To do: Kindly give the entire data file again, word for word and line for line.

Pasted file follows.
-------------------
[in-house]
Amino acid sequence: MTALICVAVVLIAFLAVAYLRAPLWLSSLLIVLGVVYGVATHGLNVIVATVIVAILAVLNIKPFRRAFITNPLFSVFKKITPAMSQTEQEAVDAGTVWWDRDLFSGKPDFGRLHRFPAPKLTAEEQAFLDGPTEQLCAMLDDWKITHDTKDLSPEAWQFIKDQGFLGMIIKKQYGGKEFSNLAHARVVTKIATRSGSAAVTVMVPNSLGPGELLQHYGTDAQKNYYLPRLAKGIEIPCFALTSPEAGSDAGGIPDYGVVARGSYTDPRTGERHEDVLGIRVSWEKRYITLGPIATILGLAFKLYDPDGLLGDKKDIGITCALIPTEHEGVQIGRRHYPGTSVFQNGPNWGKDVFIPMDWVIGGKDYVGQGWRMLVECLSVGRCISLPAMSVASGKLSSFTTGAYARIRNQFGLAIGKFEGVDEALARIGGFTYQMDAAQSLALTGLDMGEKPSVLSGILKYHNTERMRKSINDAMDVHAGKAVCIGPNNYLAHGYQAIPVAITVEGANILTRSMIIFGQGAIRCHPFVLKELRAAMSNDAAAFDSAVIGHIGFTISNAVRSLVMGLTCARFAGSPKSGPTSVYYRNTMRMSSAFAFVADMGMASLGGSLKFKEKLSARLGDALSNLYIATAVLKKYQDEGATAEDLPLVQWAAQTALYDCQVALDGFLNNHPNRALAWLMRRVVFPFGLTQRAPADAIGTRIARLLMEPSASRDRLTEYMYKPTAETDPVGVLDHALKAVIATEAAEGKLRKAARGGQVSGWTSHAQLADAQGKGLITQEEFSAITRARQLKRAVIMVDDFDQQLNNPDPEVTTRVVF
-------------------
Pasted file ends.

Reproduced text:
[in-house]
Amino acid sequence: MTALICVAVVLIAFLAVAYLRAPLWLSSLLIVLGVVYGVATHGLNVIVATVIVAILAVLNIKPFRRAFITNPLFSVFKKITPAMSQTEQEAVDAGTVWWDRDLFSGKPDFGRLHRFPAPKLTAEEQAFLDGPTEQLCAMLDDWKITHDTKDLSPEAWQFIKDQGFLGMIIKKQYGGKEFSNLAHARVVTKIATRSGSAAVTVMVPNSLGPGELLQHYGTDAQKNYYLPRLAKGIEIPCFALTSPEAGSDAGGIPDYGVVARGSYTDPRTGERHEDVLGIRVSWEKRYITLGPIATILGLAFKLYDPDGLLGDKKDIGITCALIPTEHEGVQIGRRHYPGTSVFQNGPNWGKDVFIPMDWVIGGKDYVGQGWRMLVECLSVGRCISLPAMSVASGKLSSFTTGAYARIRNQFGLAIGKFEGVDEALARIGGFTYQMDAAQSLALTGLDMGEKPSVLSGILKYHNTERMRKSINDAMDVHAGKAVCIGPNNYLAHGYQAIPVAITVEGANILTRSMIIFGQGAIRCHPFVLKELRAAMSNDAAAFDSAVIGHIGFTISNAVRSLVMGLTCARFAGSPKSGPTSVYYRNTMRMSSAFAFVADMGMASLGGSLKFKEKLSARLGDALSNLYIATAVLKKYQDEGATAEDLPLVQWAAQTALYDCQVALDGFLNNHPNRALAWLMRRVVFPFGLTQRAPADAIGTRIARLLMEPSASRDRLTEYMYKPTAETDPVGVLDHALKAVIATEAAEGKLRKAARGGQVSGWTSHAQLADAQGKGLITQEEFSAITRARQLKRAVIMVDDFDQQLNNPDPEVTTRVVF